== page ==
A Guide to Dysfunctional Management and the Evil Workplace
July 6th, 2013 by William

The Multiple Accountabilities Disorder

In last week’s post I talked about two major types of accountability–vertical and horizontal and proposing how more horizontal accountability is what I believe is needed in modern business. The fact is these two types of accountability can be broken down even further, i.e., there’s a finer granularity to accountability than you might not be aware of. Because of this many organizations may have a hard time achieving true accountability, or worse only achieve it symbolically.

In his 2005 article “Pathologies of Accountability: the Challenge of Multiple Accountabilities Disorder,” Jonathan GS Koppell, professor of Management at Yale University tells us that there is a five-part typology to accountability. They are: Transparency, Liability, Controllability, Responsibility, and Responsiveness. He defines them as:

  1. Transparency is the literal value of accountability; the idea that an accountable organization must explain or account for its actions.
  2. Liability attaches culpability to transparency. In this view, individuals and organizations should be held liable for their actions, punished for malfeasance, and rewarded for success.
  3. Controllability which is the dominant conception of accountability, i.e., if X can induce the behavior of Y, it is said that X controls Y–and that Y is accountable to X. Although few relationships between boss and employee are so straightforward, this conception is the starting point for many analyses of organizational accountability.
  4. Responsibility means that people and organizations are constrained by laws, rules, and norms.
  5. Responsiveness is an organization’s attention to direct expressions of the needs and desires of an organization’s constituents or customers. This element of accountability is emphasized in the “customer-oriented approach.”

Koppell I’m sure would agree that “controllability” is the concept most of us have of accountability and what’s most on the minds of upper management when they preach the need for more accountability. This is closely related to what I called “vertical” accountability–the management to employee relationship. But it’s only the starting point in a thorough analysis of organizational accountability. Koppel tells us “Distinguishing among the five dimensions of accountability is necessary to evaluate the accountability of any organization or individual. Determining whether an organization is accountable depends a great deal on which dimension of accountability one has in mind.”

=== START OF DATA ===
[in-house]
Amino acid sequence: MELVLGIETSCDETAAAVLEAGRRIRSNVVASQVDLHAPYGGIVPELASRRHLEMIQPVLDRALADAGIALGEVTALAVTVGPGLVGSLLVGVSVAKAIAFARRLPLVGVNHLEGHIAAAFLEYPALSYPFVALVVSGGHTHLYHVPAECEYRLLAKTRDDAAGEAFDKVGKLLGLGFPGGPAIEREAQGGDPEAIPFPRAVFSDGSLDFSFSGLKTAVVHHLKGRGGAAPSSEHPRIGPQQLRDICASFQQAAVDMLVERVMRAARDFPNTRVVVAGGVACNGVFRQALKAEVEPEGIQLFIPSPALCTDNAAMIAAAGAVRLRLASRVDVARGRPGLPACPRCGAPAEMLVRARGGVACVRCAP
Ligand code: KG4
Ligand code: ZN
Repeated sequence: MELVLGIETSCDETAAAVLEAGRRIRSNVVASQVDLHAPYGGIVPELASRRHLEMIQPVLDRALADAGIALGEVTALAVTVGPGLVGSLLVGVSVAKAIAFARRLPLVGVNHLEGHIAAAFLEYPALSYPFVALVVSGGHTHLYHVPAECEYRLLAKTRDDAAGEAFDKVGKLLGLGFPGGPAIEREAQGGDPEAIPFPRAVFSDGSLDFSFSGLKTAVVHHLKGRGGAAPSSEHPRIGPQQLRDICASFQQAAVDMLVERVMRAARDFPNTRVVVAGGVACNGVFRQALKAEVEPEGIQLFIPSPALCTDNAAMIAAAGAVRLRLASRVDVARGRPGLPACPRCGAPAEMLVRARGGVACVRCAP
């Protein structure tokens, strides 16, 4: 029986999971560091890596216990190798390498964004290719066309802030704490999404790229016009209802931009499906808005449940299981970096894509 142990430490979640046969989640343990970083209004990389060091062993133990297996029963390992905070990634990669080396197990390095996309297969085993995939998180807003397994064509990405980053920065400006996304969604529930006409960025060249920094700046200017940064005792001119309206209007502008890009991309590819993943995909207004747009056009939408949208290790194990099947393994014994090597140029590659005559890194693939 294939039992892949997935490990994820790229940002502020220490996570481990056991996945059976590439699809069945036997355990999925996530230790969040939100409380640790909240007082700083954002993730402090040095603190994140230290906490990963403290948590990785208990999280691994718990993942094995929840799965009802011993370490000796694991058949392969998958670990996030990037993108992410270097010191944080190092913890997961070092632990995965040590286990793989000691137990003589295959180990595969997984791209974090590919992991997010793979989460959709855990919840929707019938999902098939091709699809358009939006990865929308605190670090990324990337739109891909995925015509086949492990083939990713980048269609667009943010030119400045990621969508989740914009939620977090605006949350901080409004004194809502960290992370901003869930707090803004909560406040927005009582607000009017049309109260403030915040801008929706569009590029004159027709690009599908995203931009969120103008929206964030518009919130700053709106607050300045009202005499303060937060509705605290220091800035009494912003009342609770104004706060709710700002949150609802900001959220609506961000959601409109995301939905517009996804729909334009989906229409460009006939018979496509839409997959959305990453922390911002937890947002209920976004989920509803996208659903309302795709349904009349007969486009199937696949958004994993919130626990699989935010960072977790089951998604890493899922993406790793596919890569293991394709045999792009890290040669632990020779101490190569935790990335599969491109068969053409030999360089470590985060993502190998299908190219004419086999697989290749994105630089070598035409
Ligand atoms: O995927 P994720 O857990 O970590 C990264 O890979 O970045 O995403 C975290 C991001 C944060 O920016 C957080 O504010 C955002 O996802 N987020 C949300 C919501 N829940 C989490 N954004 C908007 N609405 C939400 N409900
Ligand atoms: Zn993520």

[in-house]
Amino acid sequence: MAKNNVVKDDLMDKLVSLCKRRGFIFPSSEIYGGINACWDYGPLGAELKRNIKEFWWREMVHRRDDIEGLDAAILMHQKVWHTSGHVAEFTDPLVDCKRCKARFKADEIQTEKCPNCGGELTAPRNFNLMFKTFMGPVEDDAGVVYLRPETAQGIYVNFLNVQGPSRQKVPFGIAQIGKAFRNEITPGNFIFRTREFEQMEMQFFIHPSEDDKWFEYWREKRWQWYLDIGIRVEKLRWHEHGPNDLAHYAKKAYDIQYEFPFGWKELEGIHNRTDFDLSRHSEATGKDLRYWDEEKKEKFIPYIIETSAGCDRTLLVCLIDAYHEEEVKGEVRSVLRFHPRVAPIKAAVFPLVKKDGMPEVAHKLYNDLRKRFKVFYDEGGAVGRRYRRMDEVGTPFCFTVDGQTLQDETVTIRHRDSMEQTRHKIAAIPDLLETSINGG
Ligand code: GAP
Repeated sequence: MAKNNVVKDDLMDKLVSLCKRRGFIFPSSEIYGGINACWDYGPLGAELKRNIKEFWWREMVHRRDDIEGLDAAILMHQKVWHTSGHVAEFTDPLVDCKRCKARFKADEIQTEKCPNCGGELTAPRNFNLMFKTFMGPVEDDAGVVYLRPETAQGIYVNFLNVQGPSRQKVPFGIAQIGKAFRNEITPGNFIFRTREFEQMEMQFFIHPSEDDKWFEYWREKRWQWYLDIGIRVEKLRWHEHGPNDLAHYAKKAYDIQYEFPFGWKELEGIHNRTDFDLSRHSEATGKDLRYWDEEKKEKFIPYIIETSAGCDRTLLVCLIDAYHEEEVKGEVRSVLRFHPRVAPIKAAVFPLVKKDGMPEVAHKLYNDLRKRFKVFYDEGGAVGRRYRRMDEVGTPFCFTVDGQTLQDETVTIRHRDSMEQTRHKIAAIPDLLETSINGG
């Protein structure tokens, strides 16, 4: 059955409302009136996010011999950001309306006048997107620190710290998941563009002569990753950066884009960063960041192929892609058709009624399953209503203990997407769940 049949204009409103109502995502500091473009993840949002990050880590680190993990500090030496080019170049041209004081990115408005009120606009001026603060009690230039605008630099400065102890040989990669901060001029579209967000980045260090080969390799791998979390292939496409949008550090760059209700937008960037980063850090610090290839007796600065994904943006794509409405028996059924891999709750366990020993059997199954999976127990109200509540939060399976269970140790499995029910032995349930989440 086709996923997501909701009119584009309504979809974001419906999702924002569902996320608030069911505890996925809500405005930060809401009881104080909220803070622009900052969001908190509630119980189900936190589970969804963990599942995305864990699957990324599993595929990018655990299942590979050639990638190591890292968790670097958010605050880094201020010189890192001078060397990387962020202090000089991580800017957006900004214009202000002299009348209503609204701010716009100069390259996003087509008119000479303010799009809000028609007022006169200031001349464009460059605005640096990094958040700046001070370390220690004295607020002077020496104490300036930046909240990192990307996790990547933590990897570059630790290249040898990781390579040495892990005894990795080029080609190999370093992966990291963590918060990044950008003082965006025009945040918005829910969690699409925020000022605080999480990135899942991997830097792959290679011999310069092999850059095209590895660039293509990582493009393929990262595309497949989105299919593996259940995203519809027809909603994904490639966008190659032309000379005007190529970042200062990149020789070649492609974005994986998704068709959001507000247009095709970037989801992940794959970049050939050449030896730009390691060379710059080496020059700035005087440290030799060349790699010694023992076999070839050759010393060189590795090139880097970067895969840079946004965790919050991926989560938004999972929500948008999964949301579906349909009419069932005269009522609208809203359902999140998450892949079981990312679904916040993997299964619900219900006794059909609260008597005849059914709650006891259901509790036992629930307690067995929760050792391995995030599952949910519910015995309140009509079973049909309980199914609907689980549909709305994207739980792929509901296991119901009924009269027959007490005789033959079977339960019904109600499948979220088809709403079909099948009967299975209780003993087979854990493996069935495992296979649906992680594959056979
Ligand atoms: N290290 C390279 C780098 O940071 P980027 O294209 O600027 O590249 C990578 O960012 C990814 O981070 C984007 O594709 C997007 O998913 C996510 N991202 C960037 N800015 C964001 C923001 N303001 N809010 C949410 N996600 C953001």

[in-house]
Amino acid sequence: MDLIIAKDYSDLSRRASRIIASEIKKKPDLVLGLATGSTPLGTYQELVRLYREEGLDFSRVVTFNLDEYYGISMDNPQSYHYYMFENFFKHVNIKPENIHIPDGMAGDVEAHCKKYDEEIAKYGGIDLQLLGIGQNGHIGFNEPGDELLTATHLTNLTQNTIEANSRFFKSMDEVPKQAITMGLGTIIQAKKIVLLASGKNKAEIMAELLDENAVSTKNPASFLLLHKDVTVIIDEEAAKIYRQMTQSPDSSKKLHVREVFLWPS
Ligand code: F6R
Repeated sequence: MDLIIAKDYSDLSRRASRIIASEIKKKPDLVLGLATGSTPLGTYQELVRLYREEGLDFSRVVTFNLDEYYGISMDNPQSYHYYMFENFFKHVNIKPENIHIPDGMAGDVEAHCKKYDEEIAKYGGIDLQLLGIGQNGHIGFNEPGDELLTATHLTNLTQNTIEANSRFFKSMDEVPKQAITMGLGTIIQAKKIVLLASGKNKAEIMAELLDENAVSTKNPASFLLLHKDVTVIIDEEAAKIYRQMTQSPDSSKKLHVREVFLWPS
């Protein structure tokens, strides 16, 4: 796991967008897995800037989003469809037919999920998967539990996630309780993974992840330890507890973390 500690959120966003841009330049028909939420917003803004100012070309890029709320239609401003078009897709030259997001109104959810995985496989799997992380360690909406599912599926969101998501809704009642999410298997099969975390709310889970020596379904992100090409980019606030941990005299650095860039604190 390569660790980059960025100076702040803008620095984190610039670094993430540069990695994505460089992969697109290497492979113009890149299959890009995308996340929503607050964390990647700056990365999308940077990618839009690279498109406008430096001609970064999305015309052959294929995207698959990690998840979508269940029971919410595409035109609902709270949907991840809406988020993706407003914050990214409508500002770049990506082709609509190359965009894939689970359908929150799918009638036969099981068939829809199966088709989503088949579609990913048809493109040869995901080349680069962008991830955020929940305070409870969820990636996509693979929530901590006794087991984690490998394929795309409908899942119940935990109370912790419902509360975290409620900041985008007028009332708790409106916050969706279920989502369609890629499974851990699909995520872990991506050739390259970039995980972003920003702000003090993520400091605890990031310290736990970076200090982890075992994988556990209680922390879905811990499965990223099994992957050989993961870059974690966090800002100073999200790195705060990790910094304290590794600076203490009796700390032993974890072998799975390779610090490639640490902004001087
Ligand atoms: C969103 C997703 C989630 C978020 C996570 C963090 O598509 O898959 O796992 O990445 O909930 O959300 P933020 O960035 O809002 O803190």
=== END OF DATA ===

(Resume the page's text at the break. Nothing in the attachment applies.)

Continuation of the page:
Koppel’s “Multiple Accountabilities Disorder,” a term he coins in his article, stems from this lack of conceptual clarity between the five dimensions of accountability. Koppel explains, “The many meanings of accountability suggested by the varied use of the word are not consistent with each other: organizations cannot be accountable in all of the senses implied by this single word.”

Koppel’s contention is that “an organization suffering from Multiple Accountabilities Disorder oscillates between behaviors that are consistent with conflicting notions of accountability [and] that the lack of specificity regarding the meaning of accountability–or failure to articulate a choice–can undermine an organization’s performance. First, the organization may attempt to be accountable in the wrong sense (such as a judge taking orders).[1] Second, and perhaps worse, an organization may try to be accountable in every sense. Organizations trying to meet conflicting expectations are likely to be dysfunctional, pleasing no one while trying to please everyone.”